• A link to NFPA’s “Large Loss Fires in the United States in 2013” report that highlights Colorado’s Black Forest Fire that resulted in $420.5 million in damage, the highest in terms of direct property loss of any fire in the country.
  • Information about the newest members of the Wildland Fire Operations Division
  • Some interesting statistics about lightning and its connection to wildfires
  • A link to our new Sparky wildfire videos
  • Resources to help prepare seasonal properties for the spring fire season …

...and much more. We want to continue to share all of this great information with you so don’t miss an issue! So subscribe today. It’s free! Just click here to add your e-mail address to our newsletter list.

 

Hawaii is working on updating four Community Wildfire Protection Plans (CWPPs) utilizing grant funding from the US Forest Service .  The communities include South Kona, Volcano, Ka’u and Ocean View. 


 

What is a Community Wildfire Protection Plan and why is it important? CWPPs are authorized and defined in the Healthy Forests Restoration Act of 2003 . Part of the process of a CWPP includes garnering input from the public and local, state and federal land management agencies and fire jurisdictions to develop effective mitigation projects that look at structures and landscapes.  Completing these plans are a prerequisite to applying for federal funding for projects that provide educational opportunities and on the ground projects.  Firewise.org has some great information about CWPPs and their three key components; collaboration, prioritizing fuel reduction and treatment of structural ignitability.


 

Creating a CWPP is an important assessment tool that is the first part of creating a Fire Adapted Community .  They help larger communities that are comprised of smaller Firewise Communities and other partner groups work together to address large scale issues.  People working together all giving their input into these plans create an effective planning tool to address wildfire hazards.  I think about a saying that was a part of one Hawaiian Fire Chief’s meeting, “Hand in Hand Together We Can!”  Working together we can make a difference in the outcome of a community in the event of a wildfire.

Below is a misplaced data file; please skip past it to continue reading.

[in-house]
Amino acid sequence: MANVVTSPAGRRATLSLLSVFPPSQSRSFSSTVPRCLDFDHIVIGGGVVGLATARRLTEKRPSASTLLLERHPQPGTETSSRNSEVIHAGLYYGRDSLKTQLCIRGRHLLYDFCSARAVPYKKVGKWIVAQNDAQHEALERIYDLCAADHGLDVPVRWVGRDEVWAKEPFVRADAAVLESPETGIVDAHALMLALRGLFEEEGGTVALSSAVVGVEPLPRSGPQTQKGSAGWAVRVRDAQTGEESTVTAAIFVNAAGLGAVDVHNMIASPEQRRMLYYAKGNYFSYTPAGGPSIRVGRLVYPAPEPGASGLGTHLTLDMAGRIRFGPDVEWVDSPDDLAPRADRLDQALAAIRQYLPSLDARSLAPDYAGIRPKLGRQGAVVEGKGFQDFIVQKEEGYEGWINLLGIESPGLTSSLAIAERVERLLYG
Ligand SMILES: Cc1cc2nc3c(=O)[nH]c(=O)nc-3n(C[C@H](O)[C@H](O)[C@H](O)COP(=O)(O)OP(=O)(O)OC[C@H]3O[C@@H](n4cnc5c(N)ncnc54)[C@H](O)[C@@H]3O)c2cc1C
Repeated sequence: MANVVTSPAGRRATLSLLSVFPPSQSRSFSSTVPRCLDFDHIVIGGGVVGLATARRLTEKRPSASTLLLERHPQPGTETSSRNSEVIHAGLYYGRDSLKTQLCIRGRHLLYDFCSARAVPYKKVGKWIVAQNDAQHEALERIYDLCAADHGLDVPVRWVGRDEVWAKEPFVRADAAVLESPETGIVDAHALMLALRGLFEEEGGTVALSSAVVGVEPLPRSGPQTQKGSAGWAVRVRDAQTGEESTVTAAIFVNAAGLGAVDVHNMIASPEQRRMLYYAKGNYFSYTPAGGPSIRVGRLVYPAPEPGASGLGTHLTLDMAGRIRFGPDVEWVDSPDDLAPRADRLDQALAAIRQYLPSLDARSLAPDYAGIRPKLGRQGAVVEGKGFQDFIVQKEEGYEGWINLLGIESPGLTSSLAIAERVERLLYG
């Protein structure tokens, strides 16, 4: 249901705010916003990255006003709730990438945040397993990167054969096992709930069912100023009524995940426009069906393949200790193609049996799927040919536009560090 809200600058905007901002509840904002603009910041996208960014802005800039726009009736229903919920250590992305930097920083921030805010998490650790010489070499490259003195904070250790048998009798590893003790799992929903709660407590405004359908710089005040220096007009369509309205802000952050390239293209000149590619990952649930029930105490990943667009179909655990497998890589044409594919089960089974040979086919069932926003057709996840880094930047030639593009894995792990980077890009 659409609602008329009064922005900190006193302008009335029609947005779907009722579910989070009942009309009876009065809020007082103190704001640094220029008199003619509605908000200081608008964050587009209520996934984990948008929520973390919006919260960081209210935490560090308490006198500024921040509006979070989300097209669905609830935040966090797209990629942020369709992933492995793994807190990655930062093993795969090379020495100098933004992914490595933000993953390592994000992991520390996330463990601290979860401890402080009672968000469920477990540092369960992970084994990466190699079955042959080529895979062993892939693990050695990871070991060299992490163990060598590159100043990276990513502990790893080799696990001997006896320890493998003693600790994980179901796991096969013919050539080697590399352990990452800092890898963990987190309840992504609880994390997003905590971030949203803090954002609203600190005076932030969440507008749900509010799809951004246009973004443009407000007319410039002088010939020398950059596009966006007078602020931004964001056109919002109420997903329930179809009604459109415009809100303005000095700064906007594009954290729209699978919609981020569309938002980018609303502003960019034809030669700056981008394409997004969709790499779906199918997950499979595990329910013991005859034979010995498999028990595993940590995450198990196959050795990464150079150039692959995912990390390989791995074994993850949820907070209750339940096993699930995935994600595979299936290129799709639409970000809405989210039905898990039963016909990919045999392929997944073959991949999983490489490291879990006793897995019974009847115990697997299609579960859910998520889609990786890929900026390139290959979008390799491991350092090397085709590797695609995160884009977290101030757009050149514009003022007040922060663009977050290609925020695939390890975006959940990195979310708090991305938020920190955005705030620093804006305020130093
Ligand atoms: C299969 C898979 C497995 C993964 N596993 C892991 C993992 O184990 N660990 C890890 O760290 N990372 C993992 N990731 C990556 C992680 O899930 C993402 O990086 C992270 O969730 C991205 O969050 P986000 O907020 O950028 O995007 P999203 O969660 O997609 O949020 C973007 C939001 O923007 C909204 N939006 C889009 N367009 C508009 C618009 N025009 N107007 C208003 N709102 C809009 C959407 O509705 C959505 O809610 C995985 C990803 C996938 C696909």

!http://nfpa.typepad.com/.a/6a00d8351b9f3453ef01b8d0ab7819970c-800wi|border=0|src=http://nfpa.typepad.com/.a/6a00d8351b9f3453ef01b8d0ab7819970c-800wi|alt=Satellite view of Hawaii|style=margin: 0px 0px 5px 5px;|title=Satellite view of Hawaii|class=asset asset-image at-xid-6a00d8351b9f3453ef01b8d0ab7819970c img-responsive!A true-color satellite view of Hawaii shows that most of the vegetation on the islands grows on the northeast sides which face the wind.&#0160;This picture comes from the Wikipedia website.</p>

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Early detection and aggressive initial attack helps keep wildland fires small, less dangerous, and less costly.  “Safe, aggressive, initial attack” is one of the guiding principles of the National Cohesive Wildland Fire Management Strategy.  Over the years, we have searched for smoke with fire lookouts in towers, vehicle patrols and aircraft.  But newer technology is now being applied to wildland fires. Firetower1

Scientists in Nevada are developing and expanding an earthquake detection system using cameras that can also detect wildland fires around Lake Tahoe, California.  With three cameras in place and a fourth to be added soon, the system uses wireless, digital, microwave communication technology.

The plan is to expand the program to 15 stations, which can also obtain weather data.  The total cost of the program is expected to be about $2 million.

And, the system has already been successful.  In August, 2014, the Spooner Fire, on the east shore of Lake Tahoe was detected using this technology and it was contained to a half acre.                    

North Lake Tahoe Fire Protection District Chief Mike Brown said, “What they have to offer is awesome Hidden-Cove-summerwhen it comes to early detection.”

This is a great example of where science, government, the Fire Service and communities are working towards the goals of Firewise and Fire Adapted.

photo credit: Missouri Dept. of Conservation (firetower) and uniquelynv.com (lake tahoe)

Project Wildfire blog - Dec 2014
Photo courtesy of Alison Green (Project Wildfire)

A recent networking day hosted by Project Wildfire (the community organization in Deschutes County, OR that facilitates, educates, disseminates and maximizes community efforts toward effective fire planning and mitigation) connected Fire Adapted Communities (FAC) practitioners in a forum focused on a peer exchange opportunity.